Cortez lost one of its greatest community assets with the Feb. 12 passing of Bill Stroud. The driving force behind the conception and construction of its superb golf course in the early 1960s and late 1970s, few men in the history of this grand old town did more to enhance the quality of life for its citizens.
A savvy businessman, Bill also once employed dozens of area residents at Environmental Liners, a company that fabricated and installed high-tech pond liners that protected ground waters across the nation. His foremost legacy, however, will be the golf course, a top-notch recreational facility that has helped Cortez grow and take its place as an attractive forward-looking city.
I've always believed the golf course should be named after Bill. When I wrote the history of the course a number of years ago (a copy is available in the Cortez Library or in the files of the Cortez Journal), it became clear that no one contributed nearly as much time or energy to get both nines built as Bill. Amazingly, the man had zero background in building courses, but his final product is nuanced and more than holds its own with big-city courses with multi-million-dollar construction budgets.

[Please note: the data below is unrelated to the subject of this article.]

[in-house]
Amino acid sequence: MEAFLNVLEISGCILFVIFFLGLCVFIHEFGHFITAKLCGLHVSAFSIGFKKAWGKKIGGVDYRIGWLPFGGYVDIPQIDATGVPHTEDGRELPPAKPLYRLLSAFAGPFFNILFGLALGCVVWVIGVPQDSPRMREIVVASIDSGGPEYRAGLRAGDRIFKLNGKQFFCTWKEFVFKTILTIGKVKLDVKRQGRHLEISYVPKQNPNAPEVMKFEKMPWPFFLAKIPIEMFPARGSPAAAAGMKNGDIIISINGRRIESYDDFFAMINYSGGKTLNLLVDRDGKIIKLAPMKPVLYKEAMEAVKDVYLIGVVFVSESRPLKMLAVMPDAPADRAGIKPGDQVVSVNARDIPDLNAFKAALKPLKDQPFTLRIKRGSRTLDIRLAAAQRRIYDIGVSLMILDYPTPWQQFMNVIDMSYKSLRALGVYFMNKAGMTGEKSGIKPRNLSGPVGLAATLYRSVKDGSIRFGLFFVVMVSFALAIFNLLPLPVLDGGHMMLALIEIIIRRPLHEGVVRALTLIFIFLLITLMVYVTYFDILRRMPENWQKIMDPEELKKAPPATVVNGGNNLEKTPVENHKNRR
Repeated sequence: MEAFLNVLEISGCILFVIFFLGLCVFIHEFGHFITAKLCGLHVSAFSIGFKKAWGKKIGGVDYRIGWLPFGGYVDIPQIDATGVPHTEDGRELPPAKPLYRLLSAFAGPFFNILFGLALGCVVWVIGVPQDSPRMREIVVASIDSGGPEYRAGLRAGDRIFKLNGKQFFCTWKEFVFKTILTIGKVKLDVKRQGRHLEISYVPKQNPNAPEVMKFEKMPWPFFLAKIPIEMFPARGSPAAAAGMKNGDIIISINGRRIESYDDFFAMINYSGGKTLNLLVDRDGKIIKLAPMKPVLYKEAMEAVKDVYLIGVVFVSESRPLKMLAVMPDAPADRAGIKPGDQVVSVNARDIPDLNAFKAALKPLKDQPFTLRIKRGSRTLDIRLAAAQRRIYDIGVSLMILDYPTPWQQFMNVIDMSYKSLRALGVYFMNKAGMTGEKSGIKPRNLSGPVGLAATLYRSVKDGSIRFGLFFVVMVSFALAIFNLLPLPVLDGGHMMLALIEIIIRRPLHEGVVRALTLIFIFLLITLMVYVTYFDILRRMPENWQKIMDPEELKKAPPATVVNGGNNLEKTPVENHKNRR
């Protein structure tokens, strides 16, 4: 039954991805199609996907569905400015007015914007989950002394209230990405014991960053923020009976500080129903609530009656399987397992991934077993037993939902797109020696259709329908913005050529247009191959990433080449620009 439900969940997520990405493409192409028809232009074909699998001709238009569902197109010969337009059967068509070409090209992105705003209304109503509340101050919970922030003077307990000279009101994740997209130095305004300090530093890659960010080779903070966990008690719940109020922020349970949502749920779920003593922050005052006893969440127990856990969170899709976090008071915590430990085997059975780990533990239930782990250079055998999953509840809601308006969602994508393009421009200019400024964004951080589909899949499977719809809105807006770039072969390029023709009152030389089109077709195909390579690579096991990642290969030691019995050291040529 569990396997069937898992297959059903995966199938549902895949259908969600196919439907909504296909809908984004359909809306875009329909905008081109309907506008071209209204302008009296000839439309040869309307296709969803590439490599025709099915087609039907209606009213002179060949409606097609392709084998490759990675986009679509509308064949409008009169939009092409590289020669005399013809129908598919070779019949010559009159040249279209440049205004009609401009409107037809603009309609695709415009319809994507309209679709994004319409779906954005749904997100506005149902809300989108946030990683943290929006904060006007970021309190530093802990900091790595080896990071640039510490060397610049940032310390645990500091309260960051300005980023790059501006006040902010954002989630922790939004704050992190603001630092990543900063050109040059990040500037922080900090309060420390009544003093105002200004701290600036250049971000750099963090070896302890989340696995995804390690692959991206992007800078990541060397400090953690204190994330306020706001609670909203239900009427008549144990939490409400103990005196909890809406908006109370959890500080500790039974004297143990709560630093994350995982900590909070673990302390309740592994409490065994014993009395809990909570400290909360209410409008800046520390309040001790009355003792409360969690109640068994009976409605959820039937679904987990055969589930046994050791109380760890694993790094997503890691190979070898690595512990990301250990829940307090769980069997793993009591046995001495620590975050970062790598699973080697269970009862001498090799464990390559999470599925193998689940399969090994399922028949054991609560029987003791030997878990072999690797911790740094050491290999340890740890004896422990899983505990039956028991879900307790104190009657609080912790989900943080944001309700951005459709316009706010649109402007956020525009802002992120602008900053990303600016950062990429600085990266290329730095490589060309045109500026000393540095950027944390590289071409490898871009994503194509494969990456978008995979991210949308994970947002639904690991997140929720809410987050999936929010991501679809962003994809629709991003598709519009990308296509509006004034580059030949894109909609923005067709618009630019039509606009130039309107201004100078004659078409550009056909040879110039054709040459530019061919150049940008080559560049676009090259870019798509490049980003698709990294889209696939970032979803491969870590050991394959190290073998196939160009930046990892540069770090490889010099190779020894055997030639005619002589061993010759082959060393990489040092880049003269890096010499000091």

Bill was a Colorado native (Rocky Ford) and a "can do" guy who never did anything halfway. I remember after the new pro shop was built at the course he was unhappy that the parking lot hadn't been paved. Most of us were just pleased to have the new facility, but he said the graveled lot seriously detracted from the experience of out-of-town golfers driving in for a round. In retrospect, of course, he was right. When the lot was finally paved, it was a signal to out-of-towners that this golf course was a serious enterprise that could deliver a first-rate round of golf.
Bill and his late wife Laura were good friends of mine, and I'll miss their smiling faces when I again return to Cortez this summer for the Firecracker and Pinto Bean golf tournaments. Thankfully, their son Stuart will be there, and we'll have a fitting memorial service for Bill during the Pinto Bean tournament the third weekend in August.
Meanwhile, I wonder if consideration could be given to renaming the golf course Bill Stroud Memorial. It was, after all, his baby, his gift.
The Villages, Fla.